U.S. Senate Judiciary Committee Chairman Chuck Grassley has just taken a critically important step to overcome the extra-constitutional roadblocks that have been used to stall President Trump’s eminently qualified nominees to the federal judiciary.
In November 2016, the American People went to the polls and selected Donald Trump as the person who would be tasked with appointing judges for vacancies on the federal bench. At the same time, they elected a U.S. Senate to be tasked with providing advice and consent on these nominees. Both of these responsibilities are enshrined in Article II, Section 2 of the U.S. Constitution.
For too long, however, the U.S. Senate has gone beyond what the Constitution requires and has instituted its own customs and courtesies that have sometimes allowed a single Senator to prevent a President’s nominee from even receiving a hearing—much less a vote in the U.S. Senate.
Maybe the most egregious example of this is what has become known as the “blue slip.” At its root, the blue slip is a process by which the Senate Judiciary Committee Chairman solicits the advice of a nominee’s two home-state Senators. In some cases, however, a single home-state Senator has been able to effectively veto a President’s nominee simply by declining to return the blue slip. This extra-constitutional maneuver has often allowed one Senator to override the will of both the President and a majority of the full Senate. It is why we called for Leader McConnell and Chairman Grassley to move forward with the consideration of nominees who have not had their blue slips returned.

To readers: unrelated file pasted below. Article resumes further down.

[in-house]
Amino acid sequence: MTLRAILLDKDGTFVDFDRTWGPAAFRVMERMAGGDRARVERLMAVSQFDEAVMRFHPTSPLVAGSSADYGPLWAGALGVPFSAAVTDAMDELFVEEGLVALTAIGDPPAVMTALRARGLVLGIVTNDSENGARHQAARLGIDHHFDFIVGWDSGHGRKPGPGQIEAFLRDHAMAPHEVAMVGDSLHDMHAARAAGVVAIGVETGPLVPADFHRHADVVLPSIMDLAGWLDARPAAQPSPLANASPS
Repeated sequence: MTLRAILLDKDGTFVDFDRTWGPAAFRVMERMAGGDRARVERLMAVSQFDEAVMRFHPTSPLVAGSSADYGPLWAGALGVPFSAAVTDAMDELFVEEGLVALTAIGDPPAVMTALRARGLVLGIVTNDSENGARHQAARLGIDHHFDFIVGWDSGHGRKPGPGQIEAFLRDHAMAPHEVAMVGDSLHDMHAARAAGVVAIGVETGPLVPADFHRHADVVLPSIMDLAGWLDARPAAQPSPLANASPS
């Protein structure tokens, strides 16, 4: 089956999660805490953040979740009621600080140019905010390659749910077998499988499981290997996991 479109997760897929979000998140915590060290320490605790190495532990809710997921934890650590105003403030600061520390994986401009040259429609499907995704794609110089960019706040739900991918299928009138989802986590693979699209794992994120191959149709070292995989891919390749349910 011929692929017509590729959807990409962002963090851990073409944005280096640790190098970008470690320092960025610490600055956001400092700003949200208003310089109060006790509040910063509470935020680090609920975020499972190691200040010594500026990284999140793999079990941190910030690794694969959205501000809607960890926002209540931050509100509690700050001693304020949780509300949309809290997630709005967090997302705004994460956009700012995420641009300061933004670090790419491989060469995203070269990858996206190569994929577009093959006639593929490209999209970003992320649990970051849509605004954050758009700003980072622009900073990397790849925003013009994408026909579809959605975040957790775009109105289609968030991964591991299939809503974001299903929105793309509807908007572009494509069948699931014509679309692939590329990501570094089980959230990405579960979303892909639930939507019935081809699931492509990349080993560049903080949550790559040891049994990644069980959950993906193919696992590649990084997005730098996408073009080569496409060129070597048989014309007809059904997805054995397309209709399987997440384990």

Fortunately, both Leader McConnell and Chairman Grassley have demonstrated a proper understanding of their obligations under the Constitution, and Chairman Grassley has scheduled a hearing for two judges who have not had both their blue slips returned. This will provide the Judiciary Committee and the full U.S. Senate with an opportunity to do its job, and will prevent a single U.S. Senator from overriding the will of the full chamber.
As Senator Grassley explained, “The Democrats seriously regret that they abolished the filibuster, as I warned them they would . . . . But they can’t expect to use the blue slip courtesy in its place. That’s not what the blue slip is meant for.”
Make no mistake about it—this is a victory for the Constitution and a victory for filling vacancies on the federal courts with qualified judges who will respect the plain wording of the Constitution.
It is also a significant move toward the expedited confirmation of qualified judges. We will continue to call on the U.S. Senate to aggressively fulfill its duty to promptly and thoroughly consider the nominees it receives from the President.
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